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The Hungarian Revolution was one of the darkest events of the Cold War. The struggle began on October 23, 1956, when hundreds of thousands of Hungarians led a revolt against the Soviet-controlled government. The uprising resulted in control over numerous social institutions and much of the country. After the rebels had taken control of the government, they appointed Imre Nagy as prime minister. Nagy withdrew Hungary from the Warsaw Pact and declared neutrality.
On November 4, 1956, the Soviet Army burst into Hungary to re-establish control, and in January 1957, Janos Kadar, Nagy's colleague, was installed as prime minister. President Dwight D. Eisenhower and many others in Washington, D.C., had watched in frustration, fearing the outbreak of a global war if they intervened. The revolts in Hungary (and Poland) compelled a change in Soviet thinking by general secretary Nikita Khrushchev and others in the Kremlin. What developed was an agreement to allow Eastern European nations a measure of self-governance.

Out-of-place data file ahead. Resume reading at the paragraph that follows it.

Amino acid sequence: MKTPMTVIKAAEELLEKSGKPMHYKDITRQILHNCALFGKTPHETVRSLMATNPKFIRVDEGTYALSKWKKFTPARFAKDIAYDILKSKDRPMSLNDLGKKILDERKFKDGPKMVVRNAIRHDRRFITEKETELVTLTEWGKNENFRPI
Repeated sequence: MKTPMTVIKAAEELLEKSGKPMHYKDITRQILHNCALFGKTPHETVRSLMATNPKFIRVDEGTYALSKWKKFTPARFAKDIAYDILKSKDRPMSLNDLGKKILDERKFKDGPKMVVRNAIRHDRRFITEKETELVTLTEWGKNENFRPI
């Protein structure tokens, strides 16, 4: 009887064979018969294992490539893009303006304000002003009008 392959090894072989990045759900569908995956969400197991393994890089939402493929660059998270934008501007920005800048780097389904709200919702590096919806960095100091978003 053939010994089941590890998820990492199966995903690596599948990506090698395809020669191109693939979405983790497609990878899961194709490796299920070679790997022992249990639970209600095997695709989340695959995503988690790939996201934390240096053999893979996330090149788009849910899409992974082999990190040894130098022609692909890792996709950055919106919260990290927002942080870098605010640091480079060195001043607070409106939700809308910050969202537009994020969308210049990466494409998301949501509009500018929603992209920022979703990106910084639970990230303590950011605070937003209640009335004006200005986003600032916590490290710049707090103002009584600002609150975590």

The 1956 Hungarian Revolution
Yet Washington's role in the Hungarian revolution soon became mired in controversy. One of the most successful weapons in the East-West battle for the hearts and minds of Eastern Europe was the CIA-administered Radio Free Europe. But in the wake ...
The Cold War Museum - Links to the 50's
... Olympic water polo match -->The road to revolution Historical overview of the Hungarian Revolution Sputnik Korolev, Sputnik, and The International Geophysical Year Sputnik Sputnik: First Artificial Satellite "Tracking" Sputnik I at Redstone ...
Travels With the Secretary
... by a visit to Budapest, Hungary, to commemorate the 50th anniversary of the 1956 Hungarian revolution. Travel in 2005 In 2005 Secretary Rice took 19 trips visiting 49 countries and traveled 240,261 miles. moreUpdates | Frequent Questions ...